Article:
Muslims

Muslims (Arabic: مُسلِم‎) are people who follow or practice Islam, a monotheistic Abrahamic religion. Muslims consider the Quran, their holy book, to be the verbatim word of God as revealed to the Islamic prophet and messenger Muhammad, may peace be upon him and his family. Muslims also generally follow the teachings and practices of Muhammad (sunnah). Those who obtain these teachings primarily from his Companions (sahaba) are called Sunni, and those who take them from his family (ahl al-bayt) are called the Shi'a.

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Sayyed Mohammad Al-Musawi, Sayyed Mohammad al-Musawi is originally from Iraq and heads up the World Ahlul Bayt Islamic League in London. Other than being involved in various humanitarian projects, he frequently responds to... Answer updated 3 weeks ago

This matter has different opinions among the  Maraaji' of Taqleed who are the highest in Islamic knowledge. Many of them e.g. Ayatullah Sistani and Ayatullah Sayyed Sa'eed al-Hakeem say that non Muslims are not allowed to enter Masjid according to obligatory precaution but they are allowed to inter all other religious places like Islamic centers and Husainiyya and Imam bargah etc.

'Other Scholars e.g. Ayatullah Kho'ee and Ayatullah Waheed Khurasani say that non Muslims are allowed to enter usual Masjids "except Masjid al-Haraam " if they don't carry with them any item which can make the Masjid Najis.

Wassalam.

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Mateen Charbonneau, Sheikh Mateen Joshua Charbonneau achieved a certificate from Harvard University in Islamic Studies. He undertook Howza classes under esteemed scholars since 2013 and has been teaching at Imam Mahdi... Answered 1 month ago

There is a very beneficial video series about the topic here:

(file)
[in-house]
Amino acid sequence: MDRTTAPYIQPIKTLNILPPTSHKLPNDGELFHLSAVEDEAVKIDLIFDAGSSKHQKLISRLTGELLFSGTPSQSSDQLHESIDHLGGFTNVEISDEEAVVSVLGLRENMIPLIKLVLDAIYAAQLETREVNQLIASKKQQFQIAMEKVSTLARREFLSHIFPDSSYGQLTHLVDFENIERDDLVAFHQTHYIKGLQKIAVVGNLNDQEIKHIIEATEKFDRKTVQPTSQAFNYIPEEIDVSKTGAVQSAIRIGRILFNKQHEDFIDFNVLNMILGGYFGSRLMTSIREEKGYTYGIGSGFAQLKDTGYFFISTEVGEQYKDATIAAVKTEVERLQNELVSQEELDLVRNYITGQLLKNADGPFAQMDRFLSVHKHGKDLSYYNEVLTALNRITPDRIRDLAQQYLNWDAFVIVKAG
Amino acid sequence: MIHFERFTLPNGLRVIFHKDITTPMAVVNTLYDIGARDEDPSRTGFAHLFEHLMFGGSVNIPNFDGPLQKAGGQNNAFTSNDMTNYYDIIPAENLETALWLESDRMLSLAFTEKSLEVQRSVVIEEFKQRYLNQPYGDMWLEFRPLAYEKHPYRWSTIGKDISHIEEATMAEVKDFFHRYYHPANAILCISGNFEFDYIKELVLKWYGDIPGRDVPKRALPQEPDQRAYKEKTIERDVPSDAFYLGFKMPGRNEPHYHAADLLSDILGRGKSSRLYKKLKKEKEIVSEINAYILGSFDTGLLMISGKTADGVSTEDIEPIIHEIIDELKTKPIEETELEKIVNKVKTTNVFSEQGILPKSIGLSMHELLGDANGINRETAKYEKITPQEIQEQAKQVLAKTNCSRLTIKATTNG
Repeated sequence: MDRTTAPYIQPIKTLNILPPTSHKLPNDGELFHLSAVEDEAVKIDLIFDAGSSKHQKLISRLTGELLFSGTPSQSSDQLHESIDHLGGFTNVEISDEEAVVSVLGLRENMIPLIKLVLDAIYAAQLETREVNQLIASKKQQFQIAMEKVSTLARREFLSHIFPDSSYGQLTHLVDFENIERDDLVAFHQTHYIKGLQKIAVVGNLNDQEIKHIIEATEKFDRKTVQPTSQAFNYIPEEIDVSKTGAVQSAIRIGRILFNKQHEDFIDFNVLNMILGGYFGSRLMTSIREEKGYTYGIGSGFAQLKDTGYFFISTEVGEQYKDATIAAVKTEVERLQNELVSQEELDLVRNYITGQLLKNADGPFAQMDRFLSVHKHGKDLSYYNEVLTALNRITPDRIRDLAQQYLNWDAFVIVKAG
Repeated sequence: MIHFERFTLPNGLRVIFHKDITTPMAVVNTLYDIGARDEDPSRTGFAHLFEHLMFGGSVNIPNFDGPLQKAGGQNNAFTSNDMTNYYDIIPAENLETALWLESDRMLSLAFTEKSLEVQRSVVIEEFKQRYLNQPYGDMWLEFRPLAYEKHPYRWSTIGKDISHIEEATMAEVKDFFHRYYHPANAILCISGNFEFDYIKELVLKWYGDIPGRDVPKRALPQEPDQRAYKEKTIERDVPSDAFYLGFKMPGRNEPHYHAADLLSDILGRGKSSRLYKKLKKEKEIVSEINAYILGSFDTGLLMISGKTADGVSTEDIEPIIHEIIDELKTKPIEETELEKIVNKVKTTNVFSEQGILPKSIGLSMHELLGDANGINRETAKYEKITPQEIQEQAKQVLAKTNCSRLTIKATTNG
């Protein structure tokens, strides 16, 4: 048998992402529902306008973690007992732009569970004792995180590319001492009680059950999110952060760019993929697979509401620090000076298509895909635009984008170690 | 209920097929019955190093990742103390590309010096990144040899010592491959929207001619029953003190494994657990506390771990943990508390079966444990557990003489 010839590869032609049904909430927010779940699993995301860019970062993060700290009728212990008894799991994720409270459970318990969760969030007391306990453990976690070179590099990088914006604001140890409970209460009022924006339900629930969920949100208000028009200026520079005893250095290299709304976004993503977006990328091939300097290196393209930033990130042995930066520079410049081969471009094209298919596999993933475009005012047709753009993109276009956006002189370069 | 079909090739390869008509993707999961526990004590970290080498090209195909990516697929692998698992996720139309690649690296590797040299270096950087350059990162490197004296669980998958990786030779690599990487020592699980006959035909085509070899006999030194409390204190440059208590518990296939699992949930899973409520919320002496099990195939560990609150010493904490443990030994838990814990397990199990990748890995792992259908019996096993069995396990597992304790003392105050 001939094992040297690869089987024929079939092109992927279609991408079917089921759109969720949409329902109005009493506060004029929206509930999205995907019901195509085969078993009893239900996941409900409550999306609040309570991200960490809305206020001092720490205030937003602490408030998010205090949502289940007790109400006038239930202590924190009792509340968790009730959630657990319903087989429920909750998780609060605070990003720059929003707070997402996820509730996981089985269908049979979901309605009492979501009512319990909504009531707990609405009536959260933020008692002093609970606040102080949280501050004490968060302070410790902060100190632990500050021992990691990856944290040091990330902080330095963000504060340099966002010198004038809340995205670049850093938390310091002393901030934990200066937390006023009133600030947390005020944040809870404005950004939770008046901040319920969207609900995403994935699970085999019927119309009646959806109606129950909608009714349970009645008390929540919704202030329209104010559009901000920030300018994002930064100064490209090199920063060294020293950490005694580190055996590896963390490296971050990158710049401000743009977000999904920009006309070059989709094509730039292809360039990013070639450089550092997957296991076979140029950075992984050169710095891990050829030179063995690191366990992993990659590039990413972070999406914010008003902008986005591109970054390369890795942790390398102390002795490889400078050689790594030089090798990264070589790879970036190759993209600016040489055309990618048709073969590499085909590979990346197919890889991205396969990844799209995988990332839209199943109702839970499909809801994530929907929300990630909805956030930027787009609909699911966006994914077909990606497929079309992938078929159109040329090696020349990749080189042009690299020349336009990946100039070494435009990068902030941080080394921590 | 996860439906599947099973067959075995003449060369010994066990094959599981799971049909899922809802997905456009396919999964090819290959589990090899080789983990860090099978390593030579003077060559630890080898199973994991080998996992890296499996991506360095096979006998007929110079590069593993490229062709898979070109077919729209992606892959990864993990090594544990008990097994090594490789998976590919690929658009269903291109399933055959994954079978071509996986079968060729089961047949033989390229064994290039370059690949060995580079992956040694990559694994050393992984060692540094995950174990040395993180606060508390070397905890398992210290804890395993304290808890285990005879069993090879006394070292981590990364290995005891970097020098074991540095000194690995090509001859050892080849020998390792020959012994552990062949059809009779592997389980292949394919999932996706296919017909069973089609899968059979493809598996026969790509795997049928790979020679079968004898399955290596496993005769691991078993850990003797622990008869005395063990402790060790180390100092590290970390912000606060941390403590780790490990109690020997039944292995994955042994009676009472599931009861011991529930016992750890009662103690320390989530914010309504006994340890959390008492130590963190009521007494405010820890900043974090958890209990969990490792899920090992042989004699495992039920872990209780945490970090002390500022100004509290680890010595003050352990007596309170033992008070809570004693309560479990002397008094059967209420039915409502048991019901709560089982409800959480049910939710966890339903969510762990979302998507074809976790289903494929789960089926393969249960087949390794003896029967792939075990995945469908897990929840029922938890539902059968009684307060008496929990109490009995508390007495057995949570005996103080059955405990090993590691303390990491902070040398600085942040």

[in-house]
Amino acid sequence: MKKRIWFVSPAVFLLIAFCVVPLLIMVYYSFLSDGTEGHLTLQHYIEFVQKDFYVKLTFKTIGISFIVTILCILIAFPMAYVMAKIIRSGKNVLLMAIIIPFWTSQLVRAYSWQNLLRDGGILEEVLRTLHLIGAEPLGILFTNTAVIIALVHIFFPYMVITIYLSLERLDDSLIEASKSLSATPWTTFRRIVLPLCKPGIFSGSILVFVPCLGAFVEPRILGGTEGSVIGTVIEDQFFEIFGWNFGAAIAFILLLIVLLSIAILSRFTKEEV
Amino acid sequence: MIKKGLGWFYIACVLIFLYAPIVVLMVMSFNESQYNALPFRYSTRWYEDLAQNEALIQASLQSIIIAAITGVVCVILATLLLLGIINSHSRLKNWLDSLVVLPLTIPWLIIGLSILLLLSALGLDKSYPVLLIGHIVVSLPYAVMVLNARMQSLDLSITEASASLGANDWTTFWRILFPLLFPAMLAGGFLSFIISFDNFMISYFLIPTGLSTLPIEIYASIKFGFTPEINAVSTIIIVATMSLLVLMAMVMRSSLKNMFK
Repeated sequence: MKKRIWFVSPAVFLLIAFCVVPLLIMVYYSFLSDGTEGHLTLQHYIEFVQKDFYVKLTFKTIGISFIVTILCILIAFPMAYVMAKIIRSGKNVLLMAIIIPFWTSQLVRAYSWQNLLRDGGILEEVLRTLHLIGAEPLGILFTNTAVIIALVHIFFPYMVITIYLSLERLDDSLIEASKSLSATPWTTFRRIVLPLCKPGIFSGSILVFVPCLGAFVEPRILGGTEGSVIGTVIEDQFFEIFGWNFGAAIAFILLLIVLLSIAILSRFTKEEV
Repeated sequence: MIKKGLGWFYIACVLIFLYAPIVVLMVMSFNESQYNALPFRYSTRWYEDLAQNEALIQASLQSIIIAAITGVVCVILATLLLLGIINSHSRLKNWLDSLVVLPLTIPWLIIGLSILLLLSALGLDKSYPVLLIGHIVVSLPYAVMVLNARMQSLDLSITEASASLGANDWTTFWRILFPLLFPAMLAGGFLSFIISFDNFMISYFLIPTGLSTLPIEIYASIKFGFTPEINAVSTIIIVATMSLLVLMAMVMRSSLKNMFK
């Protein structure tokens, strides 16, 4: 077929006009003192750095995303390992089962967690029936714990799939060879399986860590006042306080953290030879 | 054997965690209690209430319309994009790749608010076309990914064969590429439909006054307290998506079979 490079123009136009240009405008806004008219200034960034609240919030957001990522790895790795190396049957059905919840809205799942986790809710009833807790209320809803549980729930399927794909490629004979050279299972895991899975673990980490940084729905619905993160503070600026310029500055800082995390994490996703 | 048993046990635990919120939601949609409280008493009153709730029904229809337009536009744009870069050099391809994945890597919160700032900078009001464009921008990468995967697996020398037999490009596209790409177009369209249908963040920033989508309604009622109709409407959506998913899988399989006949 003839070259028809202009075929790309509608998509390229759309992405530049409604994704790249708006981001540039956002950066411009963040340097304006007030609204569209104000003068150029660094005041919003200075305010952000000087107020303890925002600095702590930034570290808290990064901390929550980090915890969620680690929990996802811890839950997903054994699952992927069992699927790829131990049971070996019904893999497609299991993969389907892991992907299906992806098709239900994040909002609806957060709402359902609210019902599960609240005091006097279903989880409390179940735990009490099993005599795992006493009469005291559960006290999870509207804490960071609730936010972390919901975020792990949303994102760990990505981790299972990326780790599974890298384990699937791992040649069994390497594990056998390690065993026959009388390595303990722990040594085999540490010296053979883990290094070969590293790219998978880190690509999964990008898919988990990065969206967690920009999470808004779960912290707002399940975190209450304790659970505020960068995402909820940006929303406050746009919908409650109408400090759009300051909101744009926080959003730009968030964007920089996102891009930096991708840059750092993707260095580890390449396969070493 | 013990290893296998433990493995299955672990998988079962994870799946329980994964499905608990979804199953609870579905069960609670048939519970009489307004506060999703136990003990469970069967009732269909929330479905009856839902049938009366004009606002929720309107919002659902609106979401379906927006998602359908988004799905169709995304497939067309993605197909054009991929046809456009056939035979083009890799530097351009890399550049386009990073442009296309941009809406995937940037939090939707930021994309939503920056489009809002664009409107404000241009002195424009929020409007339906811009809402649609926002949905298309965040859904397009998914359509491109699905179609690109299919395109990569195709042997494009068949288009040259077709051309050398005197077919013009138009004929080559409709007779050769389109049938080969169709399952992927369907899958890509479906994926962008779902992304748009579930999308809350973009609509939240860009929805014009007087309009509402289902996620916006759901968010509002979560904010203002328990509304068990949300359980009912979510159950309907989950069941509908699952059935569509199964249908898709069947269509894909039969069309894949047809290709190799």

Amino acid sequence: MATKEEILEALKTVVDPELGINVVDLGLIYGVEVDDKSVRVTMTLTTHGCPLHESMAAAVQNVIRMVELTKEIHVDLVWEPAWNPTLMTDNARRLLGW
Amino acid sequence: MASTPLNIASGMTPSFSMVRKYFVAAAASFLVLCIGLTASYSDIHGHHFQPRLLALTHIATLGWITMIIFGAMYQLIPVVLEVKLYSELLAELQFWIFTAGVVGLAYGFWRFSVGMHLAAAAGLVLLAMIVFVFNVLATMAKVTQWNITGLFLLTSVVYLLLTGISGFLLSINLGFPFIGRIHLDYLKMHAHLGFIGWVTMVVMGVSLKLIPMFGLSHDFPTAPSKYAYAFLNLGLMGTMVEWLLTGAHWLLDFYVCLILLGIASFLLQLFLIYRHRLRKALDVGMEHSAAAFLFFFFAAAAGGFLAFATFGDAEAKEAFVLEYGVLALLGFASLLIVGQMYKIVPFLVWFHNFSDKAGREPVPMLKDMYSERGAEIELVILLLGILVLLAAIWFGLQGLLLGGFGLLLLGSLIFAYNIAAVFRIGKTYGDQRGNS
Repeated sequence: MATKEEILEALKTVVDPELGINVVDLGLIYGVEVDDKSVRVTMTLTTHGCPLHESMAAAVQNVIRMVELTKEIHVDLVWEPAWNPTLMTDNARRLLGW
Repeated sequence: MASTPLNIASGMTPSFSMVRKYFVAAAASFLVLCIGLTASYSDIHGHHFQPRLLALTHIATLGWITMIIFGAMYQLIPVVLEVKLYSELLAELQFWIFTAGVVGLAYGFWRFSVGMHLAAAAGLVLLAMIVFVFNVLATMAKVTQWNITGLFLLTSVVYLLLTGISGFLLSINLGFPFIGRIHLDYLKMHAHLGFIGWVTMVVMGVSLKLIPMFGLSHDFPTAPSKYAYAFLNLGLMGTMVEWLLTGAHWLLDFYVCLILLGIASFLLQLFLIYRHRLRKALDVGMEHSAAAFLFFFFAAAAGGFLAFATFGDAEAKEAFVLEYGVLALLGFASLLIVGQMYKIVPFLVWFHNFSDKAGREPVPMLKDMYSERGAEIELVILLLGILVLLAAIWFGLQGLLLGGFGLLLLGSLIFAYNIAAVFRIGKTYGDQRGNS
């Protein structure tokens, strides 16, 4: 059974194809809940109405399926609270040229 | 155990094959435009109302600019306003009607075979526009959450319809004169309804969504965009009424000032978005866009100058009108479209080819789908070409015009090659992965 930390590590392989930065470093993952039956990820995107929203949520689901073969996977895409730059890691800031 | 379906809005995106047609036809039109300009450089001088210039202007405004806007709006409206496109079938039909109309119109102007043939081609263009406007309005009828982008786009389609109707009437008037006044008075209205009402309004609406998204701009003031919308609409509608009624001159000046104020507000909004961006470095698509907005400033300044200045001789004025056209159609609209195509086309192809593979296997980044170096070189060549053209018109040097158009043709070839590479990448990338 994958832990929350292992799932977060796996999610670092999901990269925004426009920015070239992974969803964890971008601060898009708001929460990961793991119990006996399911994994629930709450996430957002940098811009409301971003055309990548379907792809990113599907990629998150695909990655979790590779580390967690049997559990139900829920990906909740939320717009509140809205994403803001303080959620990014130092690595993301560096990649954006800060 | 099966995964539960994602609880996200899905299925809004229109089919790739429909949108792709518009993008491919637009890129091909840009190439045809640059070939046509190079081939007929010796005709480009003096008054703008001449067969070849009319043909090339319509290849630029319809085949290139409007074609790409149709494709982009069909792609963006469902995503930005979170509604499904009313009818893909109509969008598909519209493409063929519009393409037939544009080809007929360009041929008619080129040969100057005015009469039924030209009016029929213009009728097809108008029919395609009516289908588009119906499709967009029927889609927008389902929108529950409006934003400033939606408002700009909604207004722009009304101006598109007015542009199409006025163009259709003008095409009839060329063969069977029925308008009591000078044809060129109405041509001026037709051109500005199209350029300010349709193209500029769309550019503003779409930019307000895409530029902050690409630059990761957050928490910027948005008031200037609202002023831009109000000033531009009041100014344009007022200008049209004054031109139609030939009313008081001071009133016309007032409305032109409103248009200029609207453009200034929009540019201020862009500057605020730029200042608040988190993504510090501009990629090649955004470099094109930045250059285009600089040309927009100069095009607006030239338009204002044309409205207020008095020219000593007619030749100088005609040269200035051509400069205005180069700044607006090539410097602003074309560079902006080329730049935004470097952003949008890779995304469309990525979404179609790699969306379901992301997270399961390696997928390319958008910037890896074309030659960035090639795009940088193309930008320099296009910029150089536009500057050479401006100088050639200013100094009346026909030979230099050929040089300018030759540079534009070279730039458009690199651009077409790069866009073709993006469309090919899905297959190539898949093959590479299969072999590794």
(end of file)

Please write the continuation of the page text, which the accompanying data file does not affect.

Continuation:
https://youtube.com/playlist?list=PLD2F0DFA18BFBD747

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Sayyed Mohammad Al-Musawi, Sayyed Mohammad al-Musawi is originally from Iraq and heads up the World Ahlul Bayt Islamic League in London. Other than being involved in various humanitarian projects, he frequently responds to... Answered 2 months ago

Yes, it is permissible as far as there is no strong possibility of risk on their life. They need to seek scientific experts' advice.

'Wassalam.

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Sayyed Mohammad Al-Musawi, Sayyed Mohammad al-Musawi is originally from Iraq and heads up the World Ahlul Bayt Islamic League in London. Other than being involved in various humanitarian projects, he frequently responds to... Answered 3 months ago

As far as your students are from general public who can use the knowledge in good way, and you do not know for sure that they will misuse it in unlawful ways, you are permitted to teach them and give them your skill. If you are sure that a specific group of people will use the skill in unlawful work, then you should refrain from helping them to do unlawful work.

'Wassalam.

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Sayyed Mohammad Al-Musawi, Sayyed Mohammad al-Musawi is originally from Iraq and heads up the World Ahlul Bayt Islamic League in London. Other than being involved in various humanitarian projects, he frequently responds to... Answered 3 months ago

It depends on fulfilling the agreement between the Muslim government and the non Muslims. Both are bound to abide to the agreed terms and conditions.

Wassalam.

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Sayyed Mohammad Al-Musawi, Sayyed Mohammad al-Musawi is originally from Iraq and heads up the World Ahlul Bayt Islamic League in London. Other than being involved in various humanitarian projects, he frequently responds to... Answered 4 months ago

Muslims living or visiting non Muslim countries are required to respect the law of the land as well as follow the day to day Islamic rules. Punishments described in Sharia on certain crimes are not the responsibility of individual Muslims, but it is the responsibility of the Muslim ruler who implements real Islamic teachings and provides justice for all people in the society. After providing justice for all, then the matter of punishment comes, and that is the responsibility  of the government which provides justice for all.